Fight Isn't About a Ceiling, It's About the Debt

Fight Isn't About a Ceiling, It's About the Debt

America faces existential fiscal and economic challenges. Federal, state, and local governments face tens of trillions in unfunded liabilities. The economy seems to be undergoing a structural transformation which is experiencing almost no growth, even after trillions in government stimulus. Washington’s response to this is to go very “small ball” and debate extremely narrow slices to avoid discussing the root of the problem.  

The problem for Washington is that the public is wising up to the act. 

For lawmakers in DC, the solution to the current budget stand-off is some à la carte mix of policy proposals. Do we lift the debt ceiling for a few months or a year? Do we include spending cuts or reforms? Is it a “clean” CR or do we include a package of small measures? Do we use “budget control act” levels or find a way to replace “sequestration?” 

All of this is intentional. The public, wisely, doesn’t understand any of this or the host of acronyms, legislative rules and procedures and, frankly, gooblygook that dominate Washington salons. The public does understand the challenges facing the country, though. Washington’s seeming inability to confront these challenges is driving American’s frustration and anxiety.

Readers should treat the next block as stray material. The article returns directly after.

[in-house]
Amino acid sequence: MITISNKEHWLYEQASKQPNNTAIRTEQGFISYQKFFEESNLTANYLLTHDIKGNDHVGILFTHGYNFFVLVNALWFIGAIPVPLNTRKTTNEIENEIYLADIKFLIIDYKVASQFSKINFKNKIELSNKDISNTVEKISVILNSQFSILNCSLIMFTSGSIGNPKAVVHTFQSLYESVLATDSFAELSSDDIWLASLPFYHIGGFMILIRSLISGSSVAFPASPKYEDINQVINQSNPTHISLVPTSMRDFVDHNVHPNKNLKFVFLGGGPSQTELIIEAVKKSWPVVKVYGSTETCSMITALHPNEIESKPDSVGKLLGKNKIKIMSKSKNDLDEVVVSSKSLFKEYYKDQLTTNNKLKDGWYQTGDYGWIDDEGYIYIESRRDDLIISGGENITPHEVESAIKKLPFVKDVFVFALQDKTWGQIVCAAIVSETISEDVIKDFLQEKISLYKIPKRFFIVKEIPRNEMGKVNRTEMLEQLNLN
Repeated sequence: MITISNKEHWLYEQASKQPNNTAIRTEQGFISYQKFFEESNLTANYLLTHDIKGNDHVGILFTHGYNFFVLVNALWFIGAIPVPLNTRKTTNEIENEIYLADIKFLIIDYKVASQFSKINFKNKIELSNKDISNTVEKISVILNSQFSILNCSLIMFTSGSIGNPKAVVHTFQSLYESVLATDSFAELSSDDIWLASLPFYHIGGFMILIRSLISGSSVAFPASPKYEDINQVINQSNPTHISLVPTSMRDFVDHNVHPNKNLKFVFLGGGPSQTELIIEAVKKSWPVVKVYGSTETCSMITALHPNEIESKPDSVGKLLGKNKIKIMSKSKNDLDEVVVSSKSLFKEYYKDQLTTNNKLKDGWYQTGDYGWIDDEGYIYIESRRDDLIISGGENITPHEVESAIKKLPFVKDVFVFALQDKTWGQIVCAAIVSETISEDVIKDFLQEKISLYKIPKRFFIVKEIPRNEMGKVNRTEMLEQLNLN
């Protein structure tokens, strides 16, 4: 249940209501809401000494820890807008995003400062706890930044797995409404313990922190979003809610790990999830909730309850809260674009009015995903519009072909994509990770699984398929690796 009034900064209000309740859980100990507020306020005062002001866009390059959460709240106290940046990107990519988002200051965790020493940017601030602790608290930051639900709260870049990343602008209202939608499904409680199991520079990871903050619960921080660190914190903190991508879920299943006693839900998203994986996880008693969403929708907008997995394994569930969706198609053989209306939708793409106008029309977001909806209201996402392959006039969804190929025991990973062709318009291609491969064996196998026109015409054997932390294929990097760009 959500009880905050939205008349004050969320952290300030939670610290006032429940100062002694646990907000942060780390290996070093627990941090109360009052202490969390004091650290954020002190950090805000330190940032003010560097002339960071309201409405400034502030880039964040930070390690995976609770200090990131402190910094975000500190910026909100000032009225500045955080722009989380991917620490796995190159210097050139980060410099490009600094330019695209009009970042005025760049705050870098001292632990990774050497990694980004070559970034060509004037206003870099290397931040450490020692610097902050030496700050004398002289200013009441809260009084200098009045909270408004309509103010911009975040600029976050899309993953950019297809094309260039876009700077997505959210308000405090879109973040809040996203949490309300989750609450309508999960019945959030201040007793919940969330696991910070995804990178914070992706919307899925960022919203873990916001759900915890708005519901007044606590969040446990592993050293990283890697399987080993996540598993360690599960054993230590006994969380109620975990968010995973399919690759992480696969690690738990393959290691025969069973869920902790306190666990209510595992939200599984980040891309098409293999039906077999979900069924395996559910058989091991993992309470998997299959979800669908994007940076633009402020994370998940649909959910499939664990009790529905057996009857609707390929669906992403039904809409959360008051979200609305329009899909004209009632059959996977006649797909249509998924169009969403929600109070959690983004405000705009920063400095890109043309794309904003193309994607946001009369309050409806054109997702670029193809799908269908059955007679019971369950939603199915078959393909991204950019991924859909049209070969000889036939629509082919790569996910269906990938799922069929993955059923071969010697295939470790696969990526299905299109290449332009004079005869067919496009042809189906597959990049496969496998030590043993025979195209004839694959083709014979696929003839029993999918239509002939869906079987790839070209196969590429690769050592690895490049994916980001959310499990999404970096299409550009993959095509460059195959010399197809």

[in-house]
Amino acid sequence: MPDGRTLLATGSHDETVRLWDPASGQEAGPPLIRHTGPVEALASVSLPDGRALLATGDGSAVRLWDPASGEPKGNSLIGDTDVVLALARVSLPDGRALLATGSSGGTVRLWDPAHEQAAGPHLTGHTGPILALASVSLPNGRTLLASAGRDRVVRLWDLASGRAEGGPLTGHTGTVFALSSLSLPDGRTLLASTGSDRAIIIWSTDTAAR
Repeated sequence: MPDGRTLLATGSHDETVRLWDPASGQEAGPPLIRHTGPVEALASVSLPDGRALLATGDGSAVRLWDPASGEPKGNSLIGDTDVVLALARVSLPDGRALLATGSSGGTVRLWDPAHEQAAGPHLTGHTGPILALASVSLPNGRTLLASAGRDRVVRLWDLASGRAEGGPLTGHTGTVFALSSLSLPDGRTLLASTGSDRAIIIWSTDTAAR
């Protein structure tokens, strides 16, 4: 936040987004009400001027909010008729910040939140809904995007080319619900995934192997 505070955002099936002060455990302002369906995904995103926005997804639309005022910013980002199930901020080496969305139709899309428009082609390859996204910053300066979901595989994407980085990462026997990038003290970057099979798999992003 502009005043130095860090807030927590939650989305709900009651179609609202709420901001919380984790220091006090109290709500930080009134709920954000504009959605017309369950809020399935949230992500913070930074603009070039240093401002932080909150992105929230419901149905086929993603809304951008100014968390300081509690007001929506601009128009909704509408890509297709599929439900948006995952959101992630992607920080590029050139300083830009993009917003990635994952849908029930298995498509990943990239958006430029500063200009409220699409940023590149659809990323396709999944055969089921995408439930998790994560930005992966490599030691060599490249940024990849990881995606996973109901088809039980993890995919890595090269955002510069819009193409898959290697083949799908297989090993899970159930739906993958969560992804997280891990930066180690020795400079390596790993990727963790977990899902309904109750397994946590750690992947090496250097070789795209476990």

In Washington, the debate is about on what conditions we accumulate more debt and for how long a period of time the government can continue its borrowing spree. Talk in Washington is now focused on whether or not to “separate” the “CR” from the debt ceiling, and which is going to be “clean” or have conditions. For the public, the debate is about the debt itself, all $17 trillion of it. They worry about that. What is Washington doing about that? 

While the media assume that the GOP will be “blamed” for the current standoff, polls show the public blames pretty much everyone in Washington. While it rushes to report bad poll numbers for Republicans, it fails to note that over 60% of Americans disapprove of Congressional Democrats and Obama’s approval numbers have sunk to 37%. For the media, polls showing low approval ratings for Congress are a priori about the House GOP, ignoring the fact that Congress also includes the likes of Nancy Pelosi and Harry Reid.

The media and DC establishment also like to finger the Tea Party as the blame for the standoff, not understanding that the Tea Party movement did not start with the election of Barack Obama. The current branding did, but the movement started during the Bush Presidency. 

It started with disgust at the free-spending ways of Bush and the Republican Congress, the creation of a new entitlement program, and the TARP bank bailout. The current grass roots activist movement began with “Porkbusters,” borne of outrage over the abuse of Congressional earmarks.

We’ve had three “wave” elections in the last four cycles. That is an extraordinary amount of political volatility. There is nothing to suggest that voter anger is abetting either. Indeed, there are clear signs another wave is building, perhaps, but not in the way the media envision.

In the coming weeks, Washington will find some solution to the current impasse. The bubble-gum and duct-tape, however won’t change the fact that our nation’s debts and liabilities are impossible to pay in full. Nor will it change the fact that, in the world’s biggest economy, half the national income is made up of transfer payments from government to individuals. 

For decades, the public has been ill-served by its politicians and the media. No matter what happens in the coming weeks in Washington, a reckoning is coming.